Self-assembled star-shaped chiroplasmonic gold nanoparticles for an ultrasensitive chiro-immunosensor for viruses†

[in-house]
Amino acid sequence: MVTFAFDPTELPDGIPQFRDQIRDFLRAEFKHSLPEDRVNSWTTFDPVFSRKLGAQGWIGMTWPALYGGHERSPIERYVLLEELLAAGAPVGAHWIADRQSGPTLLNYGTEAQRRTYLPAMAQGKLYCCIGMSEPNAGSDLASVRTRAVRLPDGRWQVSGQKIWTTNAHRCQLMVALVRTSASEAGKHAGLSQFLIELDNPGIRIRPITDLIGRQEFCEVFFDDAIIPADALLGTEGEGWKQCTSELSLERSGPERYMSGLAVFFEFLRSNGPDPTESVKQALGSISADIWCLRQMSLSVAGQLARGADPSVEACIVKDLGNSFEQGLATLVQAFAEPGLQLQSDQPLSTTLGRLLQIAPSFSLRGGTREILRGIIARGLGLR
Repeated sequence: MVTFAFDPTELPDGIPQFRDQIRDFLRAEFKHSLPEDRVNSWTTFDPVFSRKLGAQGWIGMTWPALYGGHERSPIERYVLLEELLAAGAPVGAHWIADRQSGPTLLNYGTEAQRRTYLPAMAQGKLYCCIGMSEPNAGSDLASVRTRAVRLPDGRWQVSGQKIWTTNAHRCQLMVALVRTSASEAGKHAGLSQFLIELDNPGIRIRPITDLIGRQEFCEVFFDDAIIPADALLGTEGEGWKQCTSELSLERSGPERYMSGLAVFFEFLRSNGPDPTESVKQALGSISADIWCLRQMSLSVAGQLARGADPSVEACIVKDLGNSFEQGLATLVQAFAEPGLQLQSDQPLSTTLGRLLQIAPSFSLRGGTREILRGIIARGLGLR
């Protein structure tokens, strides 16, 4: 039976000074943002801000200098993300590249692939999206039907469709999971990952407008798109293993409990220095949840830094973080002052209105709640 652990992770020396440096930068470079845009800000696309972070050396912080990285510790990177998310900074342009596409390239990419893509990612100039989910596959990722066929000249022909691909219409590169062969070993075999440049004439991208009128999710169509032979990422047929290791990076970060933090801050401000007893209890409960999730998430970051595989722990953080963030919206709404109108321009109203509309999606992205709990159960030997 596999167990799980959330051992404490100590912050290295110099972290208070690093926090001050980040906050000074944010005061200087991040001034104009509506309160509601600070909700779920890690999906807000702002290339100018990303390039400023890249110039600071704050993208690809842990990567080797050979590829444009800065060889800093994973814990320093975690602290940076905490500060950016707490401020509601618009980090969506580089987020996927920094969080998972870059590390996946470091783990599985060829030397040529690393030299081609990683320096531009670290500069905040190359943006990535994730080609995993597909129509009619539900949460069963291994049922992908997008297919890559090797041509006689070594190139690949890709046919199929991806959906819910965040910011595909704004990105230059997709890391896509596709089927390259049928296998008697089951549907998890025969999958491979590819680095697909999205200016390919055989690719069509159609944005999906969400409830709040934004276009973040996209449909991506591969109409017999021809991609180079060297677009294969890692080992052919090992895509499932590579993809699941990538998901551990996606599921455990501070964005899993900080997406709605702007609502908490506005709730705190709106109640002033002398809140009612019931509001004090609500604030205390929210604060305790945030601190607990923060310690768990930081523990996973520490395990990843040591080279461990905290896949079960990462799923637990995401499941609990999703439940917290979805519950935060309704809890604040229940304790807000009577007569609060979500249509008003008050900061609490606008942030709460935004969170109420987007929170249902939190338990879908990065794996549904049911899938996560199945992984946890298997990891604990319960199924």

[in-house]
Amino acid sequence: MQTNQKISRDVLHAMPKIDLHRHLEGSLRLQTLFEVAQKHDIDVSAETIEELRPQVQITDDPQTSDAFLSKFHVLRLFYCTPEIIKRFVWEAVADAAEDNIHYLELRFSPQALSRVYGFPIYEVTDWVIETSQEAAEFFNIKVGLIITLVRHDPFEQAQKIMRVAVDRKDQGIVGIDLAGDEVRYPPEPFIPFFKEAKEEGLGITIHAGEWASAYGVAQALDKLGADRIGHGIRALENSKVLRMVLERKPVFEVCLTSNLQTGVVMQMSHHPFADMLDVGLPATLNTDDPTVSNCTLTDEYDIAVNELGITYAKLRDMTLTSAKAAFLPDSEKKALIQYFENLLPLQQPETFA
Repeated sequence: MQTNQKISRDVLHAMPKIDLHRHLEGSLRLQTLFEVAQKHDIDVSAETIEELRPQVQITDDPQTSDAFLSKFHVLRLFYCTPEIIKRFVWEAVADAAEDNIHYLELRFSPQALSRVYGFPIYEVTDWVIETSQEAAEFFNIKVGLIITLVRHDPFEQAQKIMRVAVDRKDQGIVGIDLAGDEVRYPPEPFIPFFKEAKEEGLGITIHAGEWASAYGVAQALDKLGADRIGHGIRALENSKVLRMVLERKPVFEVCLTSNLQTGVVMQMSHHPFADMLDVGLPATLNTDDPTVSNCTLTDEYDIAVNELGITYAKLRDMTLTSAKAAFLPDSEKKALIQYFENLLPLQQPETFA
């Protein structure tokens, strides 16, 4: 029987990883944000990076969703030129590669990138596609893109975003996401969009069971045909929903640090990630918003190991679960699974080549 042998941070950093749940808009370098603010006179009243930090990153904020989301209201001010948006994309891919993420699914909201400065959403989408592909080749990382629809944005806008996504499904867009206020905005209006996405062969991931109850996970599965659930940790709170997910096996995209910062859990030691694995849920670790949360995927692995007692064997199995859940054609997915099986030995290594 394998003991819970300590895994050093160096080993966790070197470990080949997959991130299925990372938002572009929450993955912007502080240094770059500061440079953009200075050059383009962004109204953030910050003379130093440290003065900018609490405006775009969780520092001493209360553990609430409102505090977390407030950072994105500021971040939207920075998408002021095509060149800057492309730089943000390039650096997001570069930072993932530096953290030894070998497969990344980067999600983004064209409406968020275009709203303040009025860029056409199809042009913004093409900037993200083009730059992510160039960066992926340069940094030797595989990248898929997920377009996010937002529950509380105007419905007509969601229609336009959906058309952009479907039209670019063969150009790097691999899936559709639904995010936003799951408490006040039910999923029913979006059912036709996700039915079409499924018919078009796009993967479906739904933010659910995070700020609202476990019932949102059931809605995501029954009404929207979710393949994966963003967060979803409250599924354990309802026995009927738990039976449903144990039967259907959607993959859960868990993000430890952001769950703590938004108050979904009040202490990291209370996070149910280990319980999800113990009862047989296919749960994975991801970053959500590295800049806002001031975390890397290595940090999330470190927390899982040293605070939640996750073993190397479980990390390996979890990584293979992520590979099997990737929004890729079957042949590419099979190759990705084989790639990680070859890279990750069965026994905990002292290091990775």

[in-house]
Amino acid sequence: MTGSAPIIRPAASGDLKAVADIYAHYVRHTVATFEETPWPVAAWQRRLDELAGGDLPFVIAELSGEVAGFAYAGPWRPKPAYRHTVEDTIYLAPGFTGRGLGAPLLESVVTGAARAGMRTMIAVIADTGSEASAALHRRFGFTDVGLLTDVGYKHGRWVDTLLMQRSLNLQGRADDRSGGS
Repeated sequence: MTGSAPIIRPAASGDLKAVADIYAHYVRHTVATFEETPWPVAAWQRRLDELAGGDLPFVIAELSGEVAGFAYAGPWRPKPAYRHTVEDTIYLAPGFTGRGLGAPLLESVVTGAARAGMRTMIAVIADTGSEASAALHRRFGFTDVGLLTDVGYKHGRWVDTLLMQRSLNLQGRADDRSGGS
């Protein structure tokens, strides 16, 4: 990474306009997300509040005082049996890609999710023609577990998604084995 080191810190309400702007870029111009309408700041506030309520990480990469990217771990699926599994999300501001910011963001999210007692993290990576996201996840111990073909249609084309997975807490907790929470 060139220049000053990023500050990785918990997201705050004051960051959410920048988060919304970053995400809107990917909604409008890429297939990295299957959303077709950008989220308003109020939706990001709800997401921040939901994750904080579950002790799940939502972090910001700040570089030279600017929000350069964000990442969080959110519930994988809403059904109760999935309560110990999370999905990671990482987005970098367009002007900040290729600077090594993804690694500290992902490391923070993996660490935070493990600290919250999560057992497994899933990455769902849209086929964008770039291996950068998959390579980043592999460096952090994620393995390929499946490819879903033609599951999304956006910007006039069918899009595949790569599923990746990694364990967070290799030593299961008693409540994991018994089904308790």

Near field optics and optical tunneling light–matter interactions in the superstructure of chiral nanostructures and semiconductor quantum dots exhibit strong optical rotation activity that may open a new window for chiral-based bioanalyte detection. Herein we report an ultrasensitive, chiro-immunosensor using a superstructure of chiral gold nanohybrids (CAu NPs) and quantum dots (QDs). Self-assembly techniques were employed to create asymmetric plasmonic chiral nanostructures to extend the spectral range of the circular dichroism (CD) response to obtain superior plasmonic resonant coupling with the QD excited state; this may help to achieve lower limit of detection (LOD) values. As a result, the designed probe could detect avian influenza A (H5N1) viral concentrations at the picomolar level, a significant improvement in sensitivity in comparison to a non-assembled CAu NP-based chiro-assay. The practicability of the proposed sensing system was successfully demonstrated on several virus cultures, including avian influenza A (H4N6) virus, fowl adenovirus and coronavirus in blood samples. The results of our study highlight that exciton–plasmon interactions change the chirality, and the use of self-assembled nanostructures is an efficient strategy for enhancing the sensitivity of plasmonic nanosensors.
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